Ask the Expert: Caregivers and Responsible Senior Medication


Cliff Keltner, a clinical pharmacist affiliated with Sharp, explains how caregivers can help seniors with medication.

How can I make sure my loved ones are taking their medications?
One way to make sure if your patient or loved one is taking their medication correctly is counting the number of tablets left in the bottle. If he or she is taking too much or too frequently you would expect that the prescription might be running low or running out too quickly. If the doses are being missed, he or she would have too much medication left at the end of the month. Another thing you can do is check with the pharmacy and make sure if all the medications are being refilled regularly and at the proper time. Sometimes it’s hard to remember to take all your medications regularly. One thing you can do is use a pillbox to help schedule proper times and how often and when to take a medication. Another one is setting a timer or alarm every day if medications have to be taken at a certain time.

What if someone is having difficulty opening pill bottles?
If a patient is having difficulty opening their medication, one option is asking the pharmacy to fill the medication in a non–child resistant cap. It’s a very common request and most pharmacies can make sure that all your medications come in an easy-open container.

Can the prescription labels be printed in a larger size? They are too small to read.
If a patient has difficulty reading prescription labels, since they do come in pretty small print, most pharmacies can print them in a larger font or print for your patient. Another option that some patients do is they have their family member or caregiver write the name of the medication and what it’s used for and how to take it on a piece of paper and rubber band it to the medication bottle itself.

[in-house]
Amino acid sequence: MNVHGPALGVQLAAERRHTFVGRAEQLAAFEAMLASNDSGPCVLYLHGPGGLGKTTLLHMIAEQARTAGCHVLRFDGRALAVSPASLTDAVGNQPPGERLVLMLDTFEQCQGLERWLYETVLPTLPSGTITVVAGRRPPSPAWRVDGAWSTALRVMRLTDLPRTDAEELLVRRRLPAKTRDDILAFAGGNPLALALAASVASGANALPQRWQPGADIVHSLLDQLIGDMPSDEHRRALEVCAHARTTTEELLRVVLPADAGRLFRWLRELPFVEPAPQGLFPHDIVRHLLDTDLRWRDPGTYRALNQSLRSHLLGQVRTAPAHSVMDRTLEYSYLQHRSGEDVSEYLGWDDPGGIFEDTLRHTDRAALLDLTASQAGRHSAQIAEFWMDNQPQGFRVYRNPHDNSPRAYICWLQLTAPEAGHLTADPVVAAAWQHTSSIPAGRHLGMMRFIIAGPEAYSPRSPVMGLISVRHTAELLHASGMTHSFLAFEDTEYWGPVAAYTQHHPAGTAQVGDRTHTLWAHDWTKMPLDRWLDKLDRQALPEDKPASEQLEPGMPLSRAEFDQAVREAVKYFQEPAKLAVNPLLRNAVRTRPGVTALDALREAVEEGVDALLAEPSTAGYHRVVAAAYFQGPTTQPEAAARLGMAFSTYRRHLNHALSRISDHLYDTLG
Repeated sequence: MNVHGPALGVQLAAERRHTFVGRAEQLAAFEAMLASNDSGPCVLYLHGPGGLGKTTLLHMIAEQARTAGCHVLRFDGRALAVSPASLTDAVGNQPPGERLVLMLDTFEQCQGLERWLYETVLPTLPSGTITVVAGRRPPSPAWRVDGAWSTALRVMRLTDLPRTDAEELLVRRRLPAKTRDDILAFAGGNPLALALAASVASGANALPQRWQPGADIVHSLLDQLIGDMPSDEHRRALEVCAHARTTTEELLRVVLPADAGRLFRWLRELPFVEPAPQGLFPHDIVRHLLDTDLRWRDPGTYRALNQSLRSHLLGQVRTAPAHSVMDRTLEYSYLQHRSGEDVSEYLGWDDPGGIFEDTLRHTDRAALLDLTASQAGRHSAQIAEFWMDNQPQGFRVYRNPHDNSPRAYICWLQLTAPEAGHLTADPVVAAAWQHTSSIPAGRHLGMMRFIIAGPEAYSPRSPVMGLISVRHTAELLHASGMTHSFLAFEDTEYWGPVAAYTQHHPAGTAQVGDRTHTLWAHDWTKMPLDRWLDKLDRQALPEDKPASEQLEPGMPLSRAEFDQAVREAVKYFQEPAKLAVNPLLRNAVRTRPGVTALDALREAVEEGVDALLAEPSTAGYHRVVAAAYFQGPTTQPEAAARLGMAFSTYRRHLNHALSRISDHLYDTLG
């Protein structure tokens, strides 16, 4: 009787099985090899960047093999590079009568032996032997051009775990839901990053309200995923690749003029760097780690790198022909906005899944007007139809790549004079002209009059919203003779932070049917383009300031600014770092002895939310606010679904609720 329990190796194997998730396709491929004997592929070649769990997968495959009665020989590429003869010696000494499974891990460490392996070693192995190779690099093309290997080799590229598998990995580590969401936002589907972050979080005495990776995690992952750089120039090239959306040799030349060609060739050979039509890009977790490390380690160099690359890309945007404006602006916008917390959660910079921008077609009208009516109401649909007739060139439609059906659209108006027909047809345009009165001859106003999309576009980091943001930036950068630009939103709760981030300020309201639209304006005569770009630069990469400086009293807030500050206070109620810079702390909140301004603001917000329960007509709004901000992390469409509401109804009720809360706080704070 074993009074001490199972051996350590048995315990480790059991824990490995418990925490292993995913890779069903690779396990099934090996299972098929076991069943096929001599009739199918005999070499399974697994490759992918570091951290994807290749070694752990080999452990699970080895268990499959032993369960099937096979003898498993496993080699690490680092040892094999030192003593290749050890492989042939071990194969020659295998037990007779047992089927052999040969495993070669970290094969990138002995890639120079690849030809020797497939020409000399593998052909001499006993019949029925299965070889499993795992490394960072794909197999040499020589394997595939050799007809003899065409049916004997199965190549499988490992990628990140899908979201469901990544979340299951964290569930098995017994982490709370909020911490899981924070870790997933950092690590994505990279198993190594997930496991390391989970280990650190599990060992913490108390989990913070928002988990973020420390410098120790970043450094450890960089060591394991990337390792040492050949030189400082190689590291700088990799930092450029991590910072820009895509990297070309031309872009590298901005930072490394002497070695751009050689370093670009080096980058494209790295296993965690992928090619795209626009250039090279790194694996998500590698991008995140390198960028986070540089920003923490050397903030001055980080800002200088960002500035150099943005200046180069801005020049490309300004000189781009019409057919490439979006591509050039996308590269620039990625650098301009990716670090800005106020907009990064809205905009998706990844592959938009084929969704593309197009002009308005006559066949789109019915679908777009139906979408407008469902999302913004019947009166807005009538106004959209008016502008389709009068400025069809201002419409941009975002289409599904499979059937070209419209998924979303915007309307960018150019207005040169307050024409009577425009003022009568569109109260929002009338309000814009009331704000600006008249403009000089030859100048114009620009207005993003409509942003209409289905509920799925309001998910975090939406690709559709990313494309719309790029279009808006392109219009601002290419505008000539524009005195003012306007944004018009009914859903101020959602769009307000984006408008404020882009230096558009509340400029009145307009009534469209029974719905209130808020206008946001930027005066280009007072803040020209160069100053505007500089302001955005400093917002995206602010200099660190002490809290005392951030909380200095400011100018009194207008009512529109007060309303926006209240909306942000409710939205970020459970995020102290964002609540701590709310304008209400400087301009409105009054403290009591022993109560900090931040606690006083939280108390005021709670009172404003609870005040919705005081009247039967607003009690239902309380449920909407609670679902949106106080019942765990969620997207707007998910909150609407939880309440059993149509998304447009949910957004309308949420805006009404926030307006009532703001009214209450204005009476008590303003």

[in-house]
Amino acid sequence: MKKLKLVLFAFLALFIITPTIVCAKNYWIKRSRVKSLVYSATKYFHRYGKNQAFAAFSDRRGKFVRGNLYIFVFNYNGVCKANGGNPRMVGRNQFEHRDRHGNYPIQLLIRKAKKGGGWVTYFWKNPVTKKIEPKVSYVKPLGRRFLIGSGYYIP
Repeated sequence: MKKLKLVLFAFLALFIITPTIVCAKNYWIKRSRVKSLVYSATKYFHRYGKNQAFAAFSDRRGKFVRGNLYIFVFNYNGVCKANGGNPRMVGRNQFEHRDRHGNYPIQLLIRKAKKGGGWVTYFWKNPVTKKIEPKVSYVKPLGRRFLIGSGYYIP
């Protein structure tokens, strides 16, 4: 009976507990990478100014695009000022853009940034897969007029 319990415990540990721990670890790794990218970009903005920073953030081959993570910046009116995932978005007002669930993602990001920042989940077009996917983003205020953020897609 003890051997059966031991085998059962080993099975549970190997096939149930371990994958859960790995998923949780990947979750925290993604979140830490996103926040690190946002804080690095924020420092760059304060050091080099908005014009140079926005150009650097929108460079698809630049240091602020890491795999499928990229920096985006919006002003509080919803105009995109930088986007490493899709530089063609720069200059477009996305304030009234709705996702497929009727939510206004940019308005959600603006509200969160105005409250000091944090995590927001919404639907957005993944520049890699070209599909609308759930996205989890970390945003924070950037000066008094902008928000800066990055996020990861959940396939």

What if someone has difficulty swallowing pills?
If a patient has problems or difficulty swallowing tablets, one option is checking with the pharmacy if the medicine is available in a liquid form. Some medications can be given interchangeable in a tablet or liquid formulation and be easier to swallow. Another option would be possibly splitting or crushing the medication but again it’s very important to check with the pharmacy first to make sure that particular medication can be crushed or split.

How can I differentiate whether the medication is causing a side effect?
Sometimes it’s difficult to differentiate if the medication is causing a side effect. One important thing is to be familiar with some of the common side effects of a particular medication so you know what to watch for. I generally don’t recommend stopping a medication until you talk to a doctor or pharmacist first. Some medications shouldn’t be stopped suddenly since they may cause more side effects. It’s always the best to check with someone first. Find out whether the medication can be stopped and what other options that you may have.

For More Information
To learn more about Sharp's senior health services or to find a Sharp-affiliated physician, search for San Diego doctors or call 1-800-82-SHARP (1-800-827-4277), Monday through Friday, 8 am to 6 pm. To find general information about senior health, read the Senior Health News archive.


About the Expert
Cliff Keltner is a clinical pharmacist affiliated with Sharp.